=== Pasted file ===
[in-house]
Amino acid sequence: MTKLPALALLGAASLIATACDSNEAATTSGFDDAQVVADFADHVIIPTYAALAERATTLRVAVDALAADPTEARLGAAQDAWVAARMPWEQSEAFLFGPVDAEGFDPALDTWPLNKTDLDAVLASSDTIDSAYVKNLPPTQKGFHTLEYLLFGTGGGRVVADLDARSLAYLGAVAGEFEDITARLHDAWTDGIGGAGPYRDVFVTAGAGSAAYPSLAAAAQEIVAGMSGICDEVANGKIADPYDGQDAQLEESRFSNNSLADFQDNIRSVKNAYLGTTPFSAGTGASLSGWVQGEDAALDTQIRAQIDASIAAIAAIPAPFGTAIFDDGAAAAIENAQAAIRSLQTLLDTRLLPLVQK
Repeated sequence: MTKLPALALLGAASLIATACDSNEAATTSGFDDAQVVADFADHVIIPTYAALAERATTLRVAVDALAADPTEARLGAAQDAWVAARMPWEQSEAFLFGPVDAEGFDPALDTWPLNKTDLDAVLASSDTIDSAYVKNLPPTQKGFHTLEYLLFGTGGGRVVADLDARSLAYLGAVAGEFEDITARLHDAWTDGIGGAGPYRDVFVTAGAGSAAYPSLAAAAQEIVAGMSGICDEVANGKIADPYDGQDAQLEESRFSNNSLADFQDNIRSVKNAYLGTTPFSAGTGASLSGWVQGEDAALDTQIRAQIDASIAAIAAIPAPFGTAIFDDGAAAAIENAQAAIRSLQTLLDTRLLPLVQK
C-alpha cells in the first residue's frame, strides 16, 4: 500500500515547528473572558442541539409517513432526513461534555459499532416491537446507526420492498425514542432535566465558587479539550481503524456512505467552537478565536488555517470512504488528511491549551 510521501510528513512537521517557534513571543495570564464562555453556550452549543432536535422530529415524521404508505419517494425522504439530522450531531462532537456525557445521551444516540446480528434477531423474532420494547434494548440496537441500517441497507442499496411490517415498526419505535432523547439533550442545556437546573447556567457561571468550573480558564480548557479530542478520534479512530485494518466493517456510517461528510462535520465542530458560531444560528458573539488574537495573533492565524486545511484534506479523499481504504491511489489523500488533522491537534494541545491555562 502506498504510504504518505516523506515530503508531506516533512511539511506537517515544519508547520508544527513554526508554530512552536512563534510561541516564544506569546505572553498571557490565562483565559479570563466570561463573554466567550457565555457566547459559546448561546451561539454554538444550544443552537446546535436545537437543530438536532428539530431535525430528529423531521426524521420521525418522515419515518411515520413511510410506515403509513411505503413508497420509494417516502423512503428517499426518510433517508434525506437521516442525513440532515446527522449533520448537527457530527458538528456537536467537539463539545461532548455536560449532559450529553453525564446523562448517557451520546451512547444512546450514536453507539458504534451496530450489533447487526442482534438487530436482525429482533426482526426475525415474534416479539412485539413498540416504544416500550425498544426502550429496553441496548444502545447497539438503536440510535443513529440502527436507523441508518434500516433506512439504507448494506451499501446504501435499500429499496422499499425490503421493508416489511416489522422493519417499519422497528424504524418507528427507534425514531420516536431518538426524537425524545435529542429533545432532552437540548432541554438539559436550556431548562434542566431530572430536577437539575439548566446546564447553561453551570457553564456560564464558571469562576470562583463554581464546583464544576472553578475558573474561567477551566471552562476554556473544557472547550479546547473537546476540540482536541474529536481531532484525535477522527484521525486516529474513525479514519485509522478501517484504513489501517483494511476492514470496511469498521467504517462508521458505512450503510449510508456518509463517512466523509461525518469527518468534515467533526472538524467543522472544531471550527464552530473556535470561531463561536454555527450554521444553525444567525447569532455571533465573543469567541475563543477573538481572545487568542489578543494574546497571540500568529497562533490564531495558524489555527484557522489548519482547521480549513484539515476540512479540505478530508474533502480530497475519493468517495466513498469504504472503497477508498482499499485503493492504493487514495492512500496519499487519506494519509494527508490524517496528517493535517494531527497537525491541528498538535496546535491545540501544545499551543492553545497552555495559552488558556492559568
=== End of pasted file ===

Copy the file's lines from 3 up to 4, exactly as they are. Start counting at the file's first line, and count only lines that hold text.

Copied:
Repeated sequence: MTKLPALALLGAASLIATACDSNEAATTSGFDDAQVVADFADHVIIPTYAALAERATTLRVAVDALAADPTEARLGAAQDAWVAARMPWEQSEAFLFGPVDAEGFDPALDTWPLNKTDLDAVLASSDTIDSAYVKNLPPTQKGFHTLEYLLFGTGGGRVVADLDARSLAYLGAVAGEFEDITARLHDAWTDGIGGAGPYRDVFVTAGAGSAAYPSLAAAAQEIVAGMSGICDEVANGKIADPYDGQDAQLEESRFSNNSLADFQDNIRSVKNAYLGTTPFSAGTGASLSGWVQGEDAALDTQIRAQIDASIAAIAAIPAPFGTAIFDDGAAAAIENAQAAIRSLQTLLDTRLLPLVQK
C-alpha cells in the first residue's frame, strides 16, 4: 500500500515547528473572558442541539409517513432526513461534555459499532416491537446507526420492498425514542432535566465558587479539550481503524456512505467552537478565536488555517470512504488528511491549551 510521501510528513512537521517557534513571543495570564464562555453556550452549543432536535422530529415524521404508505419517494425522504439530522450531531462532537456525557445521551444516540446480528434477531423474532420494547434494548440496537441500517441497507442499496411490517415498526419505535432523547439533550442545556437546573447556567457561571468550573480558564480548557479530542478520534479512530485494518466493517456510517461528510462535520465542530458560531444560528458573539488574537495573533492565524486545511484534506479523499481504504491511489489523500488533522491537534494541545491555562 502506498504510504504518505516523506515530503508531506516533512511539511506537517515544519508547520508544527513554526508554530512552536512563534510561541516564544506569546505572553498571557490565562483565559479570563466570561463573554466567550457565555457566547459559546448561546451561539454554538444550544443552537446546535436545537437543530438536532428539530431535525430528529423531521426524521420521525418522515419515518411515520413511510410506515403509513411505503413508497420509494417516502423512503428517499426518510433517508434525506437521516442525513440532515446527522449533520448537527457530527458538528456537536467537539463539545461532548455536560449532559450529553453525564446523562448517557451520546451512547444512546450514536453507539458504534451496530450489533447487526442482534438487530436482525429482533426482526426475525415474534416479539412485539413498540416504544416500550425498544426502550429496553441496548444502545447497539438503536440510535443513529440502527436507523441508518434500516433506512439504507448494506451499501446504501435499500429499496422499499425490503421493508416489511416489522422493519417499519422497528424504524418507528427507534425514531420516536431518538426524537425524545435529542429533545432532552437540548432541554438539559436550556431548562434542566431530572430536577437539575439548566446546564447553561453551570457553564456560564464558571469562576470562583463554581464546583464544576472553578475558573474561567477551566471552562476554556473544557472547550479546547473537546476540540482536541474529536481531532484525535477522527484521525486516529474513525479514519485509522478501517484504513489501517483494511476492514470496511469498521467504517462508521458505512450503510449510508456518509463517512466523509461525518469527518468534515467533526472538524467543522472544531471550527464552530473556535470561531463561536454555527450554521444553525444567525447569532455571533465573543469567541475563543477573538481572545487568542489578543494574546497571540500568529497562533490564531495558524489555527484557522489548519482547521480549513484539515476540512479540505478530508474533502480530497475519493468517495466513498469504504472503497477508498482499499485503493492504493487514495492512500496519499487519506494519509494527508490524517496528517493535517494531527497537525491541528498538535496546535491545540501544545499551543492553545497552555495559552488558556492559568